Local Hawaii ingredients used with an international flair
Sunday, October 01, 2006
Some like it hotter
It used to be that the only place in Volcano Village on the Big Island of Hawaii that would be open late for dinner was Kilauea Lodge. So we'd make reservations on the day we planned to drive down to the coast to see red-hot lava flowing into the ocean. After witnessing new land being created before our very eyes we would humbly drive back and relax over a great meal.
But sometimes you can't get reservations at Kilauea Lodge since everyone else is doing the exact same thing. And it has gotten a bit pricey, though still a good value.
Now there is an alternative, and a tasty one too: Thai Thai Restaurant, just down Old Volcano Road from Kilauea Lodge.
As we learned on Oahu, it's important that the chef be from Thailand if you want an authentic Thai experience. No "Evil Jungle Prince" made-up dishes here. That's an Oahu invention, not a Thai dish.
We just had to have the Tom Yum soup (spicy lemongrass soup with shrimp or meat). We ordered with shrimp (Tom Yum Kung, spelling varies according to the restaurant). This is a dish that we would happily order any time of day in Bangkok. We once used our time at Bangkok Airport between our incoming flight from Rangoon and our outgoing flight to Tokyo to grab a taxi to a nearby hotel and order up some of this classic soup. But we're weird.
The problem with ordering it in the States is that it is a miracle if it is spicy enough. I don't know why it is that people like spicy food, but there are some dishes that just have to have that certain near-death kick to them. Tom Yum Kung is one of those for us. It is also our test of a Thai restaurant.
The menu at Thai Thai Restaurant offers the options mild, medium, hot, and Thai hot, so we asked for Thai hot. Thus began the negotiation. The chef explained that "Thai hot" was very hot. Maybe too hot. We said that we knew that, we've been to Thailand, we like it that way, please don't spare us at all, it's ok, and so forth. We're survivors. All the while I expected that the soup would be toned down to avoid trouble (two farangs [foreigners in Thai] screaming in pain or running out of the place or something similar). After all, it's safer for the restaurant to humor the poor souls who order "Thai hot" even if they claim they like it, because of course they likely never had it really "Thai hot." Why test the limits of a customer's endurance?
But after some talk and enough name dropping that we established our creds as Bangkok regulars, we did get a dish spicy enough (maybe 80% "Thai hot"?) which was flavorful as well.
Of course, "heat" is not the only measure of a dish. The flavor, aroma and texture should meld perfectly with the spice. And it's a plus if it reminds us of the similar dish we enjoyed in Thailand. This soup met our expectations.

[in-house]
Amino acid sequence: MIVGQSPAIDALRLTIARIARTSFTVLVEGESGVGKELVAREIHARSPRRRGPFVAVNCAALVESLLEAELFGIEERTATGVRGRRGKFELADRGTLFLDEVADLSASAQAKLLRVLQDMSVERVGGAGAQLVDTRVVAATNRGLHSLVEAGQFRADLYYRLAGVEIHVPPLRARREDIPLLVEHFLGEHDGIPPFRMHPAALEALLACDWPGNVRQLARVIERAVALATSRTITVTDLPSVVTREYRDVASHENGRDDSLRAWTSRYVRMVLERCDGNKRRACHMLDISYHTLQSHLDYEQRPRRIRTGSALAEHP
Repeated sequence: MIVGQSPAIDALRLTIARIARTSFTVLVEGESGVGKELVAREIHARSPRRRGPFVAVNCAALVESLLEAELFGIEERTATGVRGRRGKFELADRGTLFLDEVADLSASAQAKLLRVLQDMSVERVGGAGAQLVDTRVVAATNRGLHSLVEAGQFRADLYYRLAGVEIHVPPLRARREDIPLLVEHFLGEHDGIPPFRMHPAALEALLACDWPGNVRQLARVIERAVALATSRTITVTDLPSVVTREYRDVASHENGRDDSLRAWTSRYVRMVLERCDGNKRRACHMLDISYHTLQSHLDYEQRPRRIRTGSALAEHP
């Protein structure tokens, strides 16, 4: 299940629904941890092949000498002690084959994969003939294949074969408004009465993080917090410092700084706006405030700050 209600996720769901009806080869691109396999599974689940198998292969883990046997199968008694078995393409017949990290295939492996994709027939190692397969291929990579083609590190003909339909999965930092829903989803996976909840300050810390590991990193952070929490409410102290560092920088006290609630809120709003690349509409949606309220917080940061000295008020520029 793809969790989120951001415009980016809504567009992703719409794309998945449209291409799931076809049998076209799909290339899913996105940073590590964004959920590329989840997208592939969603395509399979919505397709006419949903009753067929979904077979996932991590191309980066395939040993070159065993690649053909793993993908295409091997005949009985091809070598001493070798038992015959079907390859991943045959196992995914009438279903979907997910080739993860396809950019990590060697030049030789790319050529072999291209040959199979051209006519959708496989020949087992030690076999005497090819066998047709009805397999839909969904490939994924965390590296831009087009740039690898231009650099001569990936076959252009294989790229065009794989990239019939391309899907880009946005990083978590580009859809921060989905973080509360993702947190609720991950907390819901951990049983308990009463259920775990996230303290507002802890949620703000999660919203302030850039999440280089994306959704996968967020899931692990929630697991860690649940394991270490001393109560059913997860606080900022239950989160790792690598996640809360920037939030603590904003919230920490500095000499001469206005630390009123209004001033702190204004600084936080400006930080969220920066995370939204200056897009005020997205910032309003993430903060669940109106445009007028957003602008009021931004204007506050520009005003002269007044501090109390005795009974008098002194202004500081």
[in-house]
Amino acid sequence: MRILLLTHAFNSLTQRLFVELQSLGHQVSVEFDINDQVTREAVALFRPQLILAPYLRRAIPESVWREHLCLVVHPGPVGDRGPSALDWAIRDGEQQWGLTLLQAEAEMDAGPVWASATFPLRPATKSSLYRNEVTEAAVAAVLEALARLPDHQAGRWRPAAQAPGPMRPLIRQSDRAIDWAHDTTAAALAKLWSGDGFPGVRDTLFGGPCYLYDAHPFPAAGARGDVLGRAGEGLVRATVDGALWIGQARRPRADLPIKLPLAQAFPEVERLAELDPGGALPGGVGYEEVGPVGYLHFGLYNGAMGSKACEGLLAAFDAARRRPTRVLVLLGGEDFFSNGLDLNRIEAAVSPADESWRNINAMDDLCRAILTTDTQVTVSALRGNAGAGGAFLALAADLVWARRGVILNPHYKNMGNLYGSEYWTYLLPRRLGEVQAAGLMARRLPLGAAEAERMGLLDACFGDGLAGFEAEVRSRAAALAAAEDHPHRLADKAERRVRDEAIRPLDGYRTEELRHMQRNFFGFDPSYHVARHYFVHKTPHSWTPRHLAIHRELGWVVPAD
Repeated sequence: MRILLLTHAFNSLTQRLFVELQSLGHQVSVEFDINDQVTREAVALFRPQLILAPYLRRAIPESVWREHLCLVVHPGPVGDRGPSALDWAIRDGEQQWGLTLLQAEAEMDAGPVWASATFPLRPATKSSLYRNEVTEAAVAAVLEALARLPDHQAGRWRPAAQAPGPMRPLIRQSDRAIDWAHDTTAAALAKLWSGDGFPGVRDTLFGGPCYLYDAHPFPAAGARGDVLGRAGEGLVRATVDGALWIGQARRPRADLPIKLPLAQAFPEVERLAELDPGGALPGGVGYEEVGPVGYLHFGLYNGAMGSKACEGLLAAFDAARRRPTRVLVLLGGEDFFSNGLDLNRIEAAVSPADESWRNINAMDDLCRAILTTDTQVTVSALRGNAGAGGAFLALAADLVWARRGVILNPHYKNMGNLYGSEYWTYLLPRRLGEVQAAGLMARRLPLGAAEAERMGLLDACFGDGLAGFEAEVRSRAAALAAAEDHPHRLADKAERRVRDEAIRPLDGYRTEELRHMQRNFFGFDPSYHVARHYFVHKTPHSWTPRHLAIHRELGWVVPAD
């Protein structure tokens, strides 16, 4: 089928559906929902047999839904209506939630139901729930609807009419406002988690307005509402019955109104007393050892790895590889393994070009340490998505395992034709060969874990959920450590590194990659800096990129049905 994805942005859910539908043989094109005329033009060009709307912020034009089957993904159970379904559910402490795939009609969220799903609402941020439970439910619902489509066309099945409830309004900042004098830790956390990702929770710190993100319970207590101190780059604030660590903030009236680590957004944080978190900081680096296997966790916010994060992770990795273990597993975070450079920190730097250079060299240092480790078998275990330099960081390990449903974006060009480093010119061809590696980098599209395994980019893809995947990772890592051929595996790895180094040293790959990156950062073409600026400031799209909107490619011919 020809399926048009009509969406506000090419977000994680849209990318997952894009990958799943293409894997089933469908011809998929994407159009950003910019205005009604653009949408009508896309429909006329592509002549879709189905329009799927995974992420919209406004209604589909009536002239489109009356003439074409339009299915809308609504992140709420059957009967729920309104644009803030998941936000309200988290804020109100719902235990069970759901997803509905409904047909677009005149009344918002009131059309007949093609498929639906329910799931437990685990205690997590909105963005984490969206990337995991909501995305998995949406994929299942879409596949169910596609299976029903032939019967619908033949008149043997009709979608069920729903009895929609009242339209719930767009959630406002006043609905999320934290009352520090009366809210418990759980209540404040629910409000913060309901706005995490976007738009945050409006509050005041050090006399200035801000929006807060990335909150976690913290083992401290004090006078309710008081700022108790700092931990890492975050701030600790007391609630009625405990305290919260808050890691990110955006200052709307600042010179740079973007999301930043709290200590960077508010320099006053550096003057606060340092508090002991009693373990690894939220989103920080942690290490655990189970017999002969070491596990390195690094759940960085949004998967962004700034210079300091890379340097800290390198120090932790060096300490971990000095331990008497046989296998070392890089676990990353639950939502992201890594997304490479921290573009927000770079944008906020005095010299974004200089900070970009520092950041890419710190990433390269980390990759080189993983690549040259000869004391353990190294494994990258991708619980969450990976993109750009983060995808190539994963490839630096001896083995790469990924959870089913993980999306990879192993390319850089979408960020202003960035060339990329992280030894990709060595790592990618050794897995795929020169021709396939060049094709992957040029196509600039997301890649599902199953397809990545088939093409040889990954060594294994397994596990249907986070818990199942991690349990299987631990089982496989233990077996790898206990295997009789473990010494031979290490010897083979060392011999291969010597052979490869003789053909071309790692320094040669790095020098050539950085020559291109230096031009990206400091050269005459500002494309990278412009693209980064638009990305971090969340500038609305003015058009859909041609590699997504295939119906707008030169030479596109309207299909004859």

We were eating lightly so we ordered Pad Sea Eaw (broad noodles stir-fried with Thai broccoli). This dish shouldn't be so hot. It was well-balanced and tasty.
We ended with chilled mango served with warm sticky rice in an ocean of coconut milk, another favorite.
We went back the next night to further explore the menu. We tried the Tay Poh Curry, a green curry with peanut sauce, and also garlic and pepper beef. More negotiation this time with the waitress who was a farang like us. Again, we prevailed.
As we dined, I noticed that this negotiation was common to almost all the diners who came in that evening--the discussion of how spicy the meal should be, the cautionary warnings, and the eventual determination of an appropriate spice level.
In truth, there is no mistake in ordering a dish less spicy than one can tolerate, or less spicy than one might have had in Thailand. Our Tay Poh Curry was not highly spiced, but spicy enough. It was outstanding, though we could have done with less coconut milk, a personal preference (Thai Thai imports their coconut milk, rice and some other ingredients directly from Thailand, we were told, and the greens are grown on their own farm). Next time we'll just ask for less coconut in the curry.
This raises a final point I'd like to make--the diner can express a preference in a Thai restaurant, though few seem to do that. This is one difference between eating in Thailand compared with eating in a restaurant in the States. For example, the cliche Green Papaya Salad, if ordered from a menu here, is prepared the way they always prepare it so that everyone gets the same thing. If ordered at a food stall in Bangkok, you get to say how sour or sweet or salty you like it, and can even taste a couple of times to check that the outcome will be just the way you want it.
We'll be back at Thai Thai Restaurant next trip to the Big Island, and we'll just ask for our curry with less coconut milk. And of course, we like things Thai hot.
After a day on the volcano, with all that steam, sulfur and lava being thrown around, the heat of the meal fit in perfectly. Somehow it seemed exactly right.
Thai Thai Restaurant
19-4084 Volcano Road
Volcano Village, HI 96785
(open 5 p.m. till 9:30 p.m., last seating 8:30 p.m.)
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